This blog has already broached the question of what causal role we ascribe to technology in historical events, particularly in recent revolutions and uprisings in Tunisia and now Egypt. Malcolm Gladwell recently asked whether the Egyptians need twitter to revolt (answer: No), reasserting his conviction from last fall that
‘high risk’ social activism requires deep roots and strong ties… surely the least interesting fact about them is that some of the protesters may (or may not) have at one point or another employed some of the tools of the new media to communicate with one another.
I’m not sure if I’d go that far. But what has felicitously fallen into my lap during my qualifying exams prep? An entire book devoted to the question of Control and Freedom Power and Paranoia in the Age of Fiber Optics by Wendy Hui Kyong Chun. While not explicitly focused on political uprisings, her opening paragraph goes:
We have lived, and still live in, exciting times, from the fall of the Berlin wall to the heady days of the dot-com era, from the events of September 11, 2001, to the ongoing turmoil in geopolitical relations. all these events have been linked to freedom: the triumph of the Free World, the free market, and the free circulation of information; threats to freedom from abroad, and the U.S. mission to spread democracy and freedom. All these events have also been linked to technology and networks: Eastern Europe’s collapse has been attributed to computer technology and broadcast/satellite television; terrorist networks turn everyday technologies like airplanes and cell phone into weapons; the U.S. military’s and intelligence agencies’ control and communications networks are without rival, if not without fault. But what does it mean to attribute such causality to technology and link freedom to what are essentially control technologies?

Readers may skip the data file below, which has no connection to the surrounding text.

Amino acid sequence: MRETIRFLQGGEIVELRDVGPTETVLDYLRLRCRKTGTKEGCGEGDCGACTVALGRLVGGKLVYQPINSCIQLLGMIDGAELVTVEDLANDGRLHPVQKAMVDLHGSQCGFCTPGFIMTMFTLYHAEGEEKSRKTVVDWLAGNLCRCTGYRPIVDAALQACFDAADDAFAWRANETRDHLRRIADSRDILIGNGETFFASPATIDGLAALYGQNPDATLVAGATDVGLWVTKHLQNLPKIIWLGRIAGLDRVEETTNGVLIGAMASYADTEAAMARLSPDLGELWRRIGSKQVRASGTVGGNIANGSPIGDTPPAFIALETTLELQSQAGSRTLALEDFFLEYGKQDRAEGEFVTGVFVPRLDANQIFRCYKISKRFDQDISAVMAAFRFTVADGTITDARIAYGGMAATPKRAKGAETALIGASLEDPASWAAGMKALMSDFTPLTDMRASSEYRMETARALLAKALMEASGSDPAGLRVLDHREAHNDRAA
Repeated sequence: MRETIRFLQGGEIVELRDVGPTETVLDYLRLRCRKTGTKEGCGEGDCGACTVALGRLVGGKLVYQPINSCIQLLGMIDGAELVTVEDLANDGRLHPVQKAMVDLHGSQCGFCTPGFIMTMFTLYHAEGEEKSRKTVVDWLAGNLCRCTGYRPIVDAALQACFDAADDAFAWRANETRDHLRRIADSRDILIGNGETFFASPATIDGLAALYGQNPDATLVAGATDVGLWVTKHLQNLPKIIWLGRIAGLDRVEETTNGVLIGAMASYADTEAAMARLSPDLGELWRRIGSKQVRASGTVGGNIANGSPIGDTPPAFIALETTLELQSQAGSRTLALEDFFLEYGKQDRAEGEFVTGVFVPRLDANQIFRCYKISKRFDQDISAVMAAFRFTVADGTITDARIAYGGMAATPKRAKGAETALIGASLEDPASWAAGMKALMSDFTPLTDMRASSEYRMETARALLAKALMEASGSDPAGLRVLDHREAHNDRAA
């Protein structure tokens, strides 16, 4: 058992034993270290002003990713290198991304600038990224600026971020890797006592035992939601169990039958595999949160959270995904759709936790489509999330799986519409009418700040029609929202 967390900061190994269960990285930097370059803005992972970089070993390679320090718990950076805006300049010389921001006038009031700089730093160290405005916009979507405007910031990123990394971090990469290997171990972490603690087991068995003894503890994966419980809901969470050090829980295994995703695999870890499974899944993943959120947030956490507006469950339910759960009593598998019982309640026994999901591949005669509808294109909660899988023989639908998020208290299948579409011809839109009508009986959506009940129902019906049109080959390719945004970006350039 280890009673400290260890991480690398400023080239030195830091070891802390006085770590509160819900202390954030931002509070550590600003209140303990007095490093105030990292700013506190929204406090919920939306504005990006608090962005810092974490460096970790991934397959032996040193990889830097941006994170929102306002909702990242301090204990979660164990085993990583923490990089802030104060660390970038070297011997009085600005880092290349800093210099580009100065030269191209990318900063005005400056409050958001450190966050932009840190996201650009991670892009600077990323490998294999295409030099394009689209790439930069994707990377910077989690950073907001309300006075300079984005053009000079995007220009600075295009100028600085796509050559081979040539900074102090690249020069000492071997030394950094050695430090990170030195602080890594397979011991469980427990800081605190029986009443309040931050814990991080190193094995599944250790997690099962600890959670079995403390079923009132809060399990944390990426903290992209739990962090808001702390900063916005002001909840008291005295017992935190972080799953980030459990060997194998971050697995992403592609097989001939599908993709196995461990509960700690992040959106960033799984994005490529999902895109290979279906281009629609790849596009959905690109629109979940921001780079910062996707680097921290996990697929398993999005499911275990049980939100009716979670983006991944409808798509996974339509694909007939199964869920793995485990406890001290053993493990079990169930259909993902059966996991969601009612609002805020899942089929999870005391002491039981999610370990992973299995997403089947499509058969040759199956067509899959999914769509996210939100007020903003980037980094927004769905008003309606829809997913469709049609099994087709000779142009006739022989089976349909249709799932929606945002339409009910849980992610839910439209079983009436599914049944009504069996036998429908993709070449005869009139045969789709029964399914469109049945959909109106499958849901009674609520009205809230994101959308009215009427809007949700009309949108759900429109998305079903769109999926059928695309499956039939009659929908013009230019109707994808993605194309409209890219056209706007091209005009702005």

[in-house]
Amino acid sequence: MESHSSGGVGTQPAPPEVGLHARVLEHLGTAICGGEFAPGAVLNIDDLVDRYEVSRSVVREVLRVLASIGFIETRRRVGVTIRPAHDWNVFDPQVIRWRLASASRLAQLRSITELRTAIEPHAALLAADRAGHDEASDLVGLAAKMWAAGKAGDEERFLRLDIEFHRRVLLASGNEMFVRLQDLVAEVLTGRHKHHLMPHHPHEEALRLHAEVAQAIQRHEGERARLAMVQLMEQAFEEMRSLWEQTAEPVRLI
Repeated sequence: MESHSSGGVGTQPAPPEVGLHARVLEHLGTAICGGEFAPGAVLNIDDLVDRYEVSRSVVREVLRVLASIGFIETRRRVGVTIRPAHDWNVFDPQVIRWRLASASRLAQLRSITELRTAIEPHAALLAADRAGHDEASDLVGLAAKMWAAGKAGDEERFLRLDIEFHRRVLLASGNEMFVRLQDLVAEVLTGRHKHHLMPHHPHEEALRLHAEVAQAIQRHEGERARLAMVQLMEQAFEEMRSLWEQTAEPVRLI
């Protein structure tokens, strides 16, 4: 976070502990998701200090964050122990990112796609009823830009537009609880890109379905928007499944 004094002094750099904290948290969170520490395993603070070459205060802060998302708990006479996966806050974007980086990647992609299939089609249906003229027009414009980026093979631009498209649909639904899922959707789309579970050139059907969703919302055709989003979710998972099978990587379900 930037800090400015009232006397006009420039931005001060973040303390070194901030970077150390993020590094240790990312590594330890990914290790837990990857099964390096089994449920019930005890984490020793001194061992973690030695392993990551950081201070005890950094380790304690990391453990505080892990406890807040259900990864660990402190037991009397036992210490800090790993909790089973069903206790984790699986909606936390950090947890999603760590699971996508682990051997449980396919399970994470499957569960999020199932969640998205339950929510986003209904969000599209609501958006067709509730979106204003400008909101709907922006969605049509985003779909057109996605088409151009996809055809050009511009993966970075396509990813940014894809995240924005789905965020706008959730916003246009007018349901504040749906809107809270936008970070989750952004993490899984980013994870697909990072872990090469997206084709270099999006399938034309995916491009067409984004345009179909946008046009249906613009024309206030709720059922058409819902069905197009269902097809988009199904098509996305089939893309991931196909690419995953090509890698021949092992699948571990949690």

In my best grad student fashion, I’m going to pull two conclusions already from this paragraph: first that the idea of technology as politically transformative is an old story, a fact that itself makes the relationship between technology and political freedom quite interesting; and second that what may be uninteresting in all the recent analyses of the significance of the tweet is the superficiality of the analysis. “Did twitter cause the revolution?” is a silly question and provokes a yawn-fest of a debate. “What does it mean to attribute such causality to technology and link freedom to what are essentially control technologies?” That’s something to think about.
I’ll get back to you when I’ve read the book’s other 300 pages. Is it too much to hope that might happen in a few hours or so?